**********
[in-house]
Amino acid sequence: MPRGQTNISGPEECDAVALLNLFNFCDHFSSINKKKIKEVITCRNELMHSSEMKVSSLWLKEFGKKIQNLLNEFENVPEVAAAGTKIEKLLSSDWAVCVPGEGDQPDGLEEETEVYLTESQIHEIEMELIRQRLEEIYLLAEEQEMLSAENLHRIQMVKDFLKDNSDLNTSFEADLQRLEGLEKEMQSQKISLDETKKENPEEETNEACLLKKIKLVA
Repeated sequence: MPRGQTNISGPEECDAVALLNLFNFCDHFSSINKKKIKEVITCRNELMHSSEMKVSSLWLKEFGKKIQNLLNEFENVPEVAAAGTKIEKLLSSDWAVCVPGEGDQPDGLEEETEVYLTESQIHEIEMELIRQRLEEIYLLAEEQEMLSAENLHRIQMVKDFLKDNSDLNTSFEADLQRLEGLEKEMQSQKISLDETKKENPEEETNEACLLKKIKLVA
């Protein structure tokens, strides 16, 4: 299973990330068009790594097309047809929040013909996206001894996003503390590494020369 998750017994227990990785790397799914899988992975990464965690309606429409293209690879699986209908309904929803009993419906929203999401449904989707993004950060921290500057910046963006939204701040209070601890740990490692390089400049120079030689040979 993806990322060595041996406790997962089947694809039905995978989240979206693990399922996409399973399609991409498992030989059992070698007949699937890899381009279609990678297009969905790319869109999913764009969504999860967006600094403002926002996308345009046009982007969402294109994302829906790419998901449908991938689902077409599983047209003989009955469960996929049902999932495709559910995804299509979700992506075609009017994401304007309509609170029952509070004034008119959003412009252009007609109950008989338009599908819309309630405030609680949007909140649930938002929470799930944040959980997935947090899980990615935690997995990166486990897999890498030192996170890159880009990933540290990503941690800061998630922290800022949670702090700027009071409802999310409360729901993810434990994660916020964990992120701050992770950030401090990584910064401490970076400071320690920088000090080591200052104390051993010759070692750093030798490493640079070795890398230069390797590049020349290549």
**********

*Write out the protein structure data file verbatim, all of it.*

[in-house]
Amino acid sequence: MPRGQTNISGPEECDAVALLNLFNFCDHFSSINKKKIKEVITCRNELMHSSEMKVSSLWLKEFGKKIQNLLNEFENVPEVAAAGTKIEKLLSSDWAVCVPGEGDQPDGLEEETEVYLTESQIHEIEMELIRQRLEEIYLLAEEQEMLSAENLHRIQMVKDFLKDNSDLNTSFEADLQRLEGLEKEMQSQKISLDETKKENPEEETNEACLLKKIKLVA
Repeated sequence: MPRGQTNISGPEECDAVALLNLFNFCDHFSSINKKKIKEVITCRNELMHSSEMKVSSLWLKEFGKKIQNLLNEFENVPEVAAAGTKIEKLLSSDWAVCVPGEGDQPDGLEEETEVYLTESQIHEIEMELIRQRLEEIYLLAEEQEMLSAENLHRIQMVKDFLKDNSDLNTSFEADLQRLEGLEKEMQSQKISLDETKKENPEEETNEACLLKKIKLVA
């Protein structure tokens, strides 16, 4: 299973990330068009790594097309047809929040013909996206001894996003503390590494020369 998750017994227990990785790397799914899988992975990464965690309606429409293209690879699986209908309904929803009993419906929203999401449904989707993004950060921290500057910046963006939204701040209070601890740990490692390089400049120079030689040979 993806990322060595041996406790997962089947694809039905995978989240979206693990399922996409399973399609991409498992030989059992070698007949699937890899381009279609990678297009969905790319869109999913764009969504999860967006600094403002926002996308345009046009982007969402294109994302829906790419998901449908991938689902077409599983047209003989009955469960996929049902999932495709559910995804299509979700992506075609009017994401304007309509609170029952509070004034008119959003412009252009007609109950008989338009599908819309309630405030609680949007909140649930938002929470799930944040959980997935947090899980990615935690997995990166486990897999890498030192996170890159880009990933540290990503941690800061998630922290800022949670702090700027009071409802999310409360729901993810434990994660916020964990992120701050992770950030401090990584910064401490970076400071320690920088000090080591200052104390051993010759070692750093030798490493640079070795890398230069390797590049020349290549």